Miller says she had a running battle with the colonel in charge of the weapons-hunting unit with which she was embedded. The colonel was nervous about her having access to classified and sensitive information, she says. And so, she says, the colonel put his foot down, forbidding her to write a story about the man in the baseball cap.
Miller was equally determined, she says. "I knew this was the story I had come to get. This was my story." And so, when the colonel continued to stand in her way, Miller says, she called her editors and told them she was ready to detach herself from the unit, come home and write the story in defiance of the Army. She says her editors didn't want her to give up her position there; they asked her to negotiate further.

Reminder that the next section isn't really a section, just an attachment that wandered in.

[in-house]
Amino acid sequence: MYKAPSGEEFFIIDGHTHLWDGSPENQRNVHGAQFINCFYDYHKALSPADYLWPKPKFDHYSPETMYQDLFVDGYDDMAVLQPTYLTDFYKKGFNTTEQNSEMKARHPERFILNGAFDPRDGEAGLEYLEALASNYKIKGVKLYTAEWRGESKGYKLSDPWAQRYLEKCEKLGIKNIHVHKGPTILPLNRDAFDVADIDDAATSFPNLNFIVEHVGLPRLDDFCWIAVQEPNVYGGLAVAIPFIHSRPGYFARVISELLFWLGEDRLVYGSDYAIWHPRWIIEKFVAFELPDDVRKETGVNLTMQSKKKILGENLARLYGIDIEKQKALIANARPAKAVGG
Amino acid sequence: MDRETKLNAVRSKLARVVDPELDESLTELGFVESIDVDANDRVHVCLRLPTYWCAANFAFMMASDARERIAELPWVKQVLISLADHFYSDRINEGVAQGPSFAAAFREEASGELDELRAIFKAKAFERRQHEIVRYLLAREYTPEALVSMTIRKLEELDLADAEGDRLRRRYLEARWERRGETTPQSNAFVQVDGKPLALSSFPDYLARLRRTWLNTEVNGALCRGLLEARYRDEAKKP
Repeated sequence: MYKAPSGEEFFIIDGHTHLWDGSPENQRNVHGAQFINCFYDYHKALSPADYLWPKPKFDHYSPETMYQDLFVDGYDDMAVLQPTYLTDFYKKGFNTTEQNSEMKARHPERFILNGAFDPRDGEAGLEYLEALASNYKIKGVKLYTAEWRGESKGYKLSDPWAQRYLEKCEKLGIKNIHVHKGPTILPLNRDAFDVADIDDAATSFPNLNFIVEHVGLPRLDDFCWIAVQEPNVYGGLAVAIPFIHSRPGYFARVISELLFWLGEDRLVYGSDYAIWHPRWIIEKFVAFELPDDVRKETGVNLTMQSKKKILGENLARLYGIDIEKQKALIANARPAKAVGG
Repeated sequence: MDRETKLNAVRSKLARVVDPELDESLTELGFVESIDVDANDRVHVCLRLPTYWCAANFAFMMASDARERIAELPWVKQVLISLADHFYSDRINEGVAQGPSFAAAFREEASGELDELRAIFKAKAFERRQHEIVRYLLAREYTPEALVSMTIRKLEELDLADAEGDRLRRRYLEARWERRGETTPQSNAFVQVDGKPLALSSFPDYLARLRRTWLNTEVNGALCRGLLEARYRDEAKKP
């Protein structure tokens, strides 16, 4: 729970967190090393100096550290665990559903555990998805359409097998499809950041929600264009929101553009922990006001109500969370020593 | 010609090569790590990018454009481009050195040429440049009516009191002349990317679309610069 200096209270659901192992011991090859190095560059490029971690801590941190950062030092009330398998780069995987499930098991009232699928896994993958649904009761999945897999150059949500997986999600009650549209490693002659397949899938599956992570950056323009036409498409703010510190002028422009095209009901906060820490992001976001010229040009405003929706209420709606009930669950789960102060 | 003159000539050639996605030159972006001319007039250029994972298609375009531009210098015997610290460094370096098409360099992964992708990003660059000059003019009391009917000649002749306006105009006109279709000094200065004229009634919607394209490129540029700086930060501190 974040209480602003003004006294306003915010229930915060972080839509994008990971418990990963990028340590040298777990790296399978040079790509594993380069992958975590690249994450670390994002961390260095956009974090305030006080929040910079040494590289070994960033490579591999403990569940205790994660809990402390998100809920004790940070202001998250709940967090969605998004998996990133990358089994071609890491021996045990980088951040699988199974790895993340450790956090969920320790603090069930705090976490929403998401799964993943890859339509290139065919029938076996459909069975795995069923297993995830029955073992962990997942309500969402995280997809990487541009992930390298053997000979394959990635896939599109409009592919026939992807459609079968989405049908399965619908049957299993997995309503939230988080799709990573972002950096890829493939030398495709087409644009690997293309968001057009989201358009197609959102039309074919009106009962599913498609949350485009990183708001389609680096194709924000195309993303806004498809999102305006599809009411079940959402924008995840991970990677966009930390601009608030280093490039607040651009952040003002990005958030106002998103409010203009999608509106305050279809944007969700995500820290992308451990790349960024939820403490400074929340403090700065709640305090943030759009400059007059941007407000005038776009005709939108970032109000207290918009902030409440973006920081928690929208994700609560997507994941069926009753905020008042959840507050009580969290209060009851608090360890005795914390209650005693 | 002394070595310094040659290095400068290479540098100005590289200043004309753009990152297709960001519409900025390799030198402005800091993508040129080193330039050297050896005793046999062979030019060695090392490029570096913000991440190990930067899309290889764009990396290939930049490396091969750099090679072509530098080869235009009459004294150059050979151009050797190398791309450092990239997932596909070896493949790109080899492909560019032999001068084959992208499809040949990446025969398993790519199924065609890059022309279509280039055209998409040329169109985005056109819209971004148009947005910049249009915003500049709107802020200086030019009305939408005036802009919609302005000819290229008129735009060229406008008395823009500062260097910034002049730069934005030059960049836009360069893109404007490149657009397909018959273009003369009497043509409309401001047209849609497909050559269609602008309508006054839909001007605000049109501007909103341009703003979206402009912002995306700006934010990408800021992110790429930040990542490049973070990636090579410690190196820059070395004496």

Miller finally went to Maj. Gen. David Petraeus, commander of the 101st Airborne Division, and got a quote from him, which helped convince the colonel, she says, "that it was OK to publish the story."
As part of the embedding contract she had signed, the Army had a right to review her copy before it was sent. Pursuant to that review, she says, she deleted some details from the story, "but the question for me was, were they asking me to delete things that the reader had a right to know? And I think the things they asked me to delete were completely justified to protect that individual." She says the informant was not in American protective custody, he had come forward voluntarily, and he would be in mortal danger if word got out that he was helping the Americans.
The larger question--as to whether this anonymous individual was correct in what he told the Americans--remains unanswered. "I have no way of knowing that," Miller says.
There is no indication that U.S. forces have returned to the sites the informant showed them to investigate further.